One of the latter’s great claims at about the period when the Thirty was built was that all Napiers were fitted with a speedometer, and that their fortunate owners were thereby protected from the risk of’ exceeding the speed limit. One rather wonders, if this was the real object of this accessory, why the instruments were calibrated to more than 20 miles an hour. In any case, Mr. Barker’s car still retains its speedometer, and it was thus possible to see that, even in the pouring rain, the Napier settled down to a comfortable cruising speed of from 40 to 45 m.p.h., which appears to be some 10 miles an hour within its maximum.
At this speed the Napier emits in fair measure that by no means unpleasant concert of humming and whirring noises, the exact provenance of which it is difficult to determine with confidence.
Frankly, I find it hard to say whether, at what one now regards as a normal cruising speed, the Napier would easily be recognised, by one who was ignorant of the details of its engine, from a good four-cylinder car of the period. “The six-cylinder engine,” wrote Mr. C. S. Rolls, “…has exerted a great influence on British tastes, because it created a growing dislike to noise…” With the engine idling, or pulling under heavy load, the improvement in this respect was no doubt impressive to his contemporaries, but nowadays, when a a still greater measure of silence has been achieved by other means, their enthusiasm on this score seems perhaps a trifle exaggerated. On the other hand, some of the further claims made by the six-cylinder enthusiasts are even harder to swallow. “As some slight compensation for these increased expenses,” wrote Mr. Mecredy, “the strain on the transmission system is reduced by reason of the constant torque, and for the same reason the tyres will wear better than in the case of, say, a four-cylinder engine, weight for weight and speed for speed.” Mr. Edge, as usual, made the same point, only even more strongly. “This even pressure on the working parts,” he declared, greatly reduces the wear on the tyres, as instead of the wheels being jerked round by four large explosions, an even pressure is always kept on the tyres.” But in sober fact, unless you actually allow the transmission to snatch (which, incidentally, is perfectly possible even with six cylinders) do even the rear tyres know how many cylinders are driving them?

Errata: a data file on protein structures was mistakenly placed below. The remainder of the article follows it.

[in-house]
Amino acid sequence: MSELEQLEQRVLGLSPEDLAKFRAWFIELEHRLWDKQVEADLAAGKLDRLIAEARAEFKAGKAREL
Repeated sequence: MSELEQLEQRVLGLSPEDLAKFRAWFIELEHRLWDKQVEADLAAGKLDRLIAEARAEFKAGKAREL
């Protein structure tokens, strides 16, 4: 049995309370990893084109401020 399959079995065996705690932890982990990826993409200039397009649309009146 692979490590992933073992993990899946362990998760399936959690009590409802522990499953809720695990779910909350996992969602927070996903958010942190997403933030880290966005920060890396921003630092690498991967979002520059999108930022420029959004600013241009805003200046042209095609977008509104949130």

To my mind quite the most impressive feature of the Napier is its brakes. The side brakes consist of metal-to-metal drums on the rear wheels, while the foot-brake works on the transmission; and even on the slippery roads which we traversed en route for Bristol, either could be applied really hard without the car showing any tendency to misbehave. Moreover, when they were applied as if you meant it, their power was truly astonishing, considering that they worked only on the back wheels. Indeed, I should like to have had with us that day a representative of those gentlemen who doubtless know all about motor cars, being engaged in insuring them. The Napier, which practically all of them would regard as an abominable risk, was patently safe; whereas the 1950 car in which we made the rest of the journey, and to insure which they would have fallen over each other in their eagerness, was itself so eager to go broadside if its throttle was opened on even the slightest bend that only the peculiar skill of the Motor Sport drivers prevented, I am convinced, that journey front being my last.